Few things are more distressing than when a person attempts to validate their own misdeeds by applying the endorsement of God to them. They equate the success of their own endeavors, no matter how deplorable, with the approval of the Lord. Or else they seek to elevate their own wicked agenda to a level of unwarranted respectability by fabricating the confirmation of Heaven behind it. “God has told me to do this”, or “The Lord wants me to do that”, they will claim. They do things in the name of God which God has nothing to do with. Perhaps Jacob really believed that the blessing of God was with him during this tragic event, but we can be certain that this was no plan of His. How the will of God comes to pass is every bit as important as whether or not it comes to pass at all.
“For you know that even afterwards, when [Esau] desired to inherit the blessing, he was rejected, for he found no place for repentance, though he sought for it with tears.” (Hebrews 12:17)
Esau blames Jacob for stealing his birthright (Gen. 27:36), though he had willfully given it to him for the price of a bowl of soup. That thing which had previously been of absolutely no value whatsoever to Esau now was something he was exceedingly bitter and angry over. Why the change of mind? Sadly, it is not that Esau now has a higher regard for the things of God; he has not acquired a higher level of spirituality. But he is now standing face-to-face with the consequences of his decisions, and that is what disturbs him. Many people, when faced with the consequences of their sinful behavior, will cry out in despair, but it is not because they have suddenly realized that they have offended the holiness of God. It is for no other reason than they sincerely desire that the results of their bad decisions be abated. Esau has no more interest in serving in the priestly role of the family than he did before, but he is interested in the “grain and the new wine.” Oh, to enjoy the blessings of God without having to yield one’s will to Him! To eat the delicious red stew and receive the blessings of Heaven! To sing with the drunkards on Saturday night and with the church choir on Sunday morning! This is what Esau is so bitter about.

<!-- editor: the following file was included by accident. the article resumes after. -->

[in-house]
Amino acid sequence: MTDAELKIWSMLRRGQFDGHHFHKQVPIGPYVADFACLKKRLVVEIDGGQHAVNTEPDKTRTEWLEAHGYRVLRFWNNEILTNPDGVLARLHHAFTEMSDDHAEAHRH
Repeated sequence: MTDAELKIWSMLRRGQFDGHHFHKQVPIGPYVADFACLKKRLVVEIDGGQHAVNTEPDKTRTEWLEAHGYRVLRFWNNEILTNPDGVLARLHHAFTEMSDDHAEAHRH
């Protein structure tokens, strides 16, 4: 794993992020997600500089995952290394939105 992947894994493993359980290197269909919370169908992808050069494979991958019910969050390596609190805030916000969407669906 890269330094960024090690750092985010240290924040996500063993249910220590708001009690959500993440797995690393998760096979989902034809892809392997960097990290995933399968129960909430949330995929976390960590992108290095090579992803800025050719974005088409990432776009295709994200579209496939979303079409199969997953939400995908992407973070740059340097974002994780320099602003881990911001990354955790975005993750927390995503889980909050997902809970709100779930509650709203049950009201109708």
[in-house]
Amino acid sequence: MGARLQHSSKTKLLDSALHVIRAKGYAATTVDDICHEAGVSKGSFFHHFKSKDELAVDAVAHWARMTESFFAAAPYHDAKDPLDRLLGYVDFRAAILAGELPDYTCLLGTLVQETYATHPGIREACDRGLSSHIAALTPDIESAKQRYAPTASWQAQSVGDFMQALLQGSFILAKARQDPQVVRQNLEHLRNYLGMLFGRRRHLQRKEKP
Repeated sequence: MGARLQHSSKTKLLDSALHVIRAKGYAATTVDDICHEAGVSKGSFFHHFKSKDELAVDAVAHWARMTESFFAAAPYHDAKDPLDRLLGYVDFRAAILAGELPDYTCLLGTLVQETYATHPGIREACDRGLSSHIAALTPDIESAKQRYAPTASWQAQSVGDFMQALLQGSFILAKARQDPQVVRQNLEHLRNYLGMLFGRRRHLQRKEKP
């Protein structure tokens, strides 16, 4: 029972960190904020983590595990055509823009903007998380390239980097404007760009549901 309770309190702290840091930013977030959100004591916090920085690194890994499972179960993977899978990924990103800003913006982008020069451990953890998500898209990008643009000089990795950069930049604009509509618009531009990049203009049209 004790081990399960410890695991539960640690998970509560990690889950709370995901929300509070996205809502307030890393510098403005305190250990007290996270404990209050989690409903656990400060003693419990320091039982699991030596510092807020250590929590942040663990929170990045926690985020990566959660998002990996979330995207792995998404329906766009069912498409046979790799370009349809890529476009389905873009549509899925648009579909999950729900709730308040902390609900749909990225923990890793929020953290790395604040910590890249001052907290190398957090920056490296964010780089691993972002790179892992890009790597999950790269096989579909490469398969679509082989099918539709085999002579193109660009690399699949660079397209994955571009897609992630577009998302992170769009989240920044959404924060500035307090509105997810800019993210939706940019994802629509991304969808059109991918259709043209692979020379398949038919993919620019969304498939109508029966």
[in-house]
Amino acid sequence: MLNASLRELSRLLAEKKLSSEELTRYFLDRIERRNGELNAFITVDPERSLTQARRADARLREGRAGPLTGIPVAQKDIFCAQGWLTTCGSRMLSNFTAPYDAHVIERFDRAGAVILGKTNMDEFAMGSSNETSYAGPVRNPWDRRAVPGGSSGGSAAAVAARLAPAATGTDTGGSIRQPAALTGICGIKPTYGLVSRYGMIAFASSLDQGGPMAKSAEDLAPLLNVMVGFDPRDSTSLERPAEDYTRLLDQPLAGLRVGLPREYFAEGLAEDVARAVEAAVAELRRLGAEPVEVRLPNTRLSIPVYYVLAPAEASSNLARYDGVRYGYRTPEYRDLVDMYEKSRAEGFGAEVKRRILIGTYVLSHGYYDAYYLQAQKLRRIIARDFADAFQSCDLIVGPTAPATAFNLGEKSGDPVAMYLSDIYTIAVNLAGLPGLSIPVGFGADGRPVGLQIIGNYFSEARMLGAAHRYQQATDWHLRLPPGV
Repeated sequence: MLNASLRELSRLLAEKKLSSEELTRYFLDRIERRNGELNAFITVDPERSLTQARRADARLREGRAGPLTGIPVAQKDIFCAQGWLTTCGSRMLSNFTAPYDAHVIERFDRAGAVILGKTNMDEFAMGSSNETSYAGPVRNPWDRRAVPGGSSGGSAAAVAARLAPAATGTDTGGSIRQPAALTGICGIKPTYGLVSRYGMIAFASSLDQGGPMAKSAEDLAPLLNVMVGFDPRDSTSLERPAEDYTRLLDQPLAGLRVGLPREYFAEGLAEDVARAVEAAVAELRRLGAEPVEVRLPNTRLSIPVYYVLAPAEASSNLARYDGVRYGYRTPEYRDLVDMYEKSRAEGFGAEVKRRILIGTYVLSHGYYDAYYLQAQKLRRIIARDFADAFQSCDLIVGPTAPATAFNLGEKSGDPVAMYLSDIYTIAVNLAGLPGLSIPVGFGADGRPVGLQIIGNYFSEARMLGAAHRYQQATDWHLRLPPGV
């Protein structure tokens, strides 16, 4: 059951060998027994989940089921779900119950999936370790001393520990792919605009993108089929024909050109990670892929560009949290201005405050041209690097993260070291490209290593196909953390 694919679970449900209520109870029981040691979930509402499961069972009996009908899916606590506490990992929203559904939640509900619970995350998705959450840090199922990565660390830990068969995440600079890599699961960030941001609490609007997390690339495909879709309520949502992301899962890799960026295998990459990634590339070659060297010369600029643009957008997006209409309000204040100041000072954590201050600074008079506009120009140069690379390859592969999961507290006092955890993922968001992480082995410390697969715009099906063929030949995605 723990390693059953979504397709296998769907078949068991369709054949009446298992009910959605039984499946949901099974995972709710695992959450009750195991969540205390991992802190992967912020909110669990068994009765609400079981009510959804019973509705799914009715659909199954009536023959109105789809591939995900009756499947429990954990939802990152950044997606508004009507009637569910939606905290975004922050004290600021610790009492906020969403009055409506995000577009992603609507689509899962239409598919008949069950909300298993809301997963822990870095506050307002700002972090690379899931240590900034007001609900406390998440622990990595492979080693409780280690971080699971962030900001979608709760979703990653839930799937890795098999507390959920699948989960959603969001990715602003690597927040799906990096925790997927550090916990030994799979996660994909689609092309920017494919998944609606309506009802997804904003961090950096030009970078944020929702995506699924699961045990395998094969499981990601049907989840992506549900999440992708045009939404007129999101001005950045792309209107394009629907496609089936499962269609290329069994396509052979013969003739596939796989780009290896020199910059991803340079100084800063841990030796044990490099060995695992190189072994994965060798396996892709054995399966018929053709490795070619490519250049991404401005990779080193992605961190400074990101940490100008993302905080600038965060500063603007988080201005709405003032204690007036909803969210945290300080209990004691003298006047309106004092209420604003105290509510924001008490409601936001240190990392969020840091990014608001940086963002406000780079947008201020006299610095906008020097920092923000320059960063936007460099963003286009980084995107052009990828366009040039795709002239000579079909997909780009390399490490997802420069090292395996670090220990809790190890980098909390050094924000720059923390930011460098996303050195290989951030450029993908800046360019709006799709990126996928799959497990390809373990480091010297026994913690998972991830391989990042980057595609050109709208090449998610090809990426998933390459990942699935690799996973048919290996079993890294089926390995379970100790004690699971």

Finally, it must be noted that, although each of the four members of this family were selfishly going about to pursue their own desires, the will of God is not frustrated. Though they were all in error, though they all were guilty of trying to do things their own way rather than God’s, the end result was exactly what God said it would be. This was not how God planned for it to come about, but His purposes were realized, nonetheless. Rebekah would never again see Jacob after she sent him away (Gen. 27:43), Esau would end up living away from his homeland in the land of Edom (Gen. 32:3), and, ironically, Jacob, who had just received such a magnificent blessing from Isaac, being the heir to all of Isaac’s wealth, would flee from his home and the wrath of Esau with no more than the clothes on his back and the staff in his hand! What a price they paid for their sins. We do well to be certain that we do things the way that God would have us do them.